STANDARD OF REVIEW

Summary judgment is proper "if the pleadings, the discovery and disclosure materials on file, and any affidavits show that there is no genuine issue as to any material fact and that the movant is entitled to judgment as a matter of law." Fed. R. Civ. P. 56(c). The burden is initially placed on the moving party to establish the absence of a genuine issue of material fact and that the party is entitled to judgment as a matter of law. Celotex Corp. v. Catrett, 477 U.S. 317, 323 (1986) ("[A] party seeking summary judgment always bears the initial responsibility of . . . demonstrat[ing] the absence of a genuine issue of material fact." (internal quotations omitted)).

Once the moving party has met its initial burden, the nonmoving party "may not rely merely on allegations or denials in its own pleading[.]" Fed. R. Civ. P. 56(e)(2). Rather, the nonmoving party must, "by affidavits or as otherwise provided in this rule[,] set out specific facts showing a genuine issue for trial." Id. For purposes of summary judgment, the facts, and inferences drawn from those facts, are "viewed in the light most favorable to the party opposing the motion." Matsushita Elec. Indus. Co. v. Zenith Radio Corp., 475 U.S. 574, 586 (1986) (quoting United States v. Diebold, Inc., 369 U.S. 654, 655 (1962)).

While the government has not filed a motion for summary judgment, it asks in its brief in opposition to plaintiffs' motion for summary judgment that summary judgment be granted in its favor. Plaintiffs have not objected to the government's failure to file a formal motion for summary judgment. The court recognizes that "[m]ost federal courts have held that a district court has the power to grant summary judgment against the party making a Rule 56 motion, even if the non-moving party did not make a cross motion." See Johnson v. Bismarck Pub. Sch. Dist., 949 F.2d 1000, 1004 (8th Cir. 1991)(citation omitted)). See also 10A Charles Alan Wright & Arthur R. Miller, Federal Practice and Procedure § 2720 at 347 (2d ed. 1987) ("The weight of authority, however, is that summary judgment may be rendered in favor of the opposing party even though the opponent has made no formal cross-motion under Rule 56." (citing cases)). The court will therefore also consider whether the government is entitled to summary judgment.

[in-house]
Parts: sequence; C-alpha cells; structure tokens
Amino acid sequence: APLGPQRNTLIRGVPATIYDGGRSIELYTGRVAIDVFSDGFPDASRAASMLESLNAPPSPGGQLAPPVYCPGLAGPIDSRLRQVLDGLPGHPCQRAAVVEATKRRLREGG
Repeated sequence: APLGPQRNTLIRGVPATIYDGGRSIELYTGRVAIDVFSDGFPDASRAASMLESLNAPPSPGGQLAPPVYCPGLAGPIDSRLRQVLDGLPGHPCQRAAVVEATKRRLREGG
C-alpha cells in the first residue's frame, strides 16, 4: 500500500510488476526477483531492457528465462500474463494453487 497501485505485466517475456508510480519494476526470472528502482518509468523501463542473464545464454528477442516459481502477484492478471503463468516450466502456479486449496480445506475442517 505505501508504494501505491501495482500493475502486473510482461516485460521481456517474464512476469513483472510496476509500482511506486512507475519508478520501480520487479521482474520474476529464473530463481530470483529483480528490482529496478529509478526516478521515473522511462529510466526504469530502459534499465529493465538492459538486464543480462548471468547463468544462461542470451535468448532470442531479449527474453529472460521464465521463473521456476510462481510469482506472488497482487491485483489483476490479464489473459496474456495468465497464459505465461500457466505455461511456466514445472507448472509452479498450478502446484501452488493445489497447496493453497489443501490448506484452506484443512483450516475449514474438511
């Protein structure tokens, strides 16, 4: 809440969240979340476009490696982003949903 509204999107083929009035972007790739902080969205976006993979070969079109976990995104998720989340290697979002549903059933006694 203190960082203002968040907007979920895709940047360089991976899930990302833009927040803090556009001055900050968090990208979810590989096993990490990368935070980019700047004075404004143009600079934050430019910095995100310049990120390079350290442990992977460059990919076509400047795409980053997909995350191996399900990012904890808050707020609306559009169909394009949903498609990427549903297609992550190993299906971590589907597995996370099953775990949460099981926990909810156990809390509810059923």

ANALYSIS

Section 6662 of the Internal Revenue Code imposes a 20 percent penalty for "any portion of an underpayment of tax required to be shown on a return" when the underpayment is "attributable to . . . negligence or disregard of rules or regulation." See 26 U.S.C. § 6662(a)-(b)(1). "For purposes of [Section 6662], the term 'negligence' includes any failure to make a reasonable attempt to comply with the provisions of this title, and the term 'disregard' includes any careless, reckless, or intentional disregard." Id. § 6662(c). Section 7491 of the Internal Revenue Code states that "the Secretary shall have the burden of production in any court proceeding with respect to the liability of any individual for any penalty[.]" Id. § 7491(c). Accordingly, "the government ha[s] the burden of coming forward in the district court with sufficient evidence to support imposition of a penalty[.]" Barrett v. United States, 561 F.3d 1140, 1148 (10th Cir. 2009) (citing Higbee v. Comm'r, 116 T.C. 438, 446 (2001) (stating that in order to meet its "burden of production," the government "must come forward with sufficient evidence indicating that it is appropriate to impose the relevant penalty")).

Section 6664 of the Internal Revenue Code states that "[n]o penalty shall be imposed under 6662 . . . with respect to any portion of an underpayment if it is shown that there was a reasonable cause for such portion and that the taxpayer acted in good faith with respect to such portion." 26 U.S.C. § 6664(c)(1). Therefore, "[i]f the government meets its burden of production, the burden shifts and plaintiffs have the burden of establishing a defense." Alpha I, L.P. v. United States, 93 Fed. Cl. 280, 318 (2010) (citing Litman v. United States, 81 Fed. Cl. 315, 318-19 (2008) (other citation omitted)). See also Higbee, 116 T.C. at 447 ("Therefore, once the [government] meets [its] burden of production, the taxpayer must come forward with evidence sufficient to persuade a Court that the [government's] determination is incorrect.").